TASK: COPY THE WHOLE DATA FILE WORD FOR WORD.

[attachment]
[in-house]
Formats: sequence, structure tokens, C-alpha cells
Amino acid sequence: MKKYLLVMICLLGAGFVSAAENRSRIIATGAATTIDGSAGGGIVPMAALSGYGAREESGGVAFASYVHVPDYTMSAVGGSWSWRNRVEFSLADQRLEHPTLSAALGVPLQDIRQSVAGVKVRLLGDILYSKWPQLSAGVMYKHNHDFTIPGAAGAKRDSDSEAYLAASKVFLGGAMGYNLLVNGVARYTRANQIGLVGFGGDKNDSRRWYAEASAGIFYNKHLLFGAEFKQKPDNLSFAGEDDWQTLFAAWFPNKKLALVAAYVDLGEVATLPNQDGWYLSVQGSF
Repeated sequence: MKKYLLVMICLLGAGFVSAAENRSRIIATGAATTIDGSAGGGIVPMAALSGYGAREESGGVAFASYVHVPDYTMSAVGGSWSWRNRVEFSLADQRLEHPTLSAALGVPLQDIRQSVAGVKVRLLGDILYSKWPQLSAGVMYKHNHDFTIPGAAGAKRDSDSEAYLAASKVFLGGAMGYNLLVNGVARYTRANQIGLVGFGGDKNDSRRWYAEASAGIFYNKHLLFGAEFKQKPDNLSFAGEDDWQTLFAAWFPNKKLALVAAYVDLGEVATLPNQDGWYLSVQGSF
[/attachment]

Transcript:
[in-house]
Formats: sequence, structure tokens, C-alpha cells
Amino acid sequence: MKKYLLVMICLLGAGFVSAAENRSRIIATGAATTIDGSAGGGIVPMAALSGYGAREESGGVAFASYVHVPDYTMSAVGGSWSWRNRVEFSLADQRLEHPTLSAALGVPLQDIRQSVAGVKVRLLGDILYSKWPQLSAGVMYKHNHDFTIPGAAGAKRDSDSEAYLAASKVFLGGAMGYNLLVNGVARYTRANQIGLVGFGGDKNDSRRWYAEASAGIFYNKHLLFGAEFKQKPDNLSFAGEDDWQTLFAAWFPNKKLALVAAYVDLGEVATLPNQDGWYLSVQGSF
Repeated sequence: MKKYLLVMICLLGAGFVSAAENRSRIIATGAATTIDGSAGGGIVPMAALSGYGAREESGGVAFASYVHVPDYTMSAVGGSWSWRNRVEFSLADQRLEHPTLSAALGVPLQDIRQSVAGVKVRLLGDILYSKWPQLSAGVMYKHNHDFTIPGAAGAKRDSDSEAYLAASKVFLGGAMGYNLLVNGVARYTRANQIGLVGFGGDKNDSRRWYAEASAGIFYNKHLLFGAEFKQKPDNLSFAGEDDWQTLFAAWFPNKKLALVAAYVDLGEVATLPNQDGWYLSVQGSF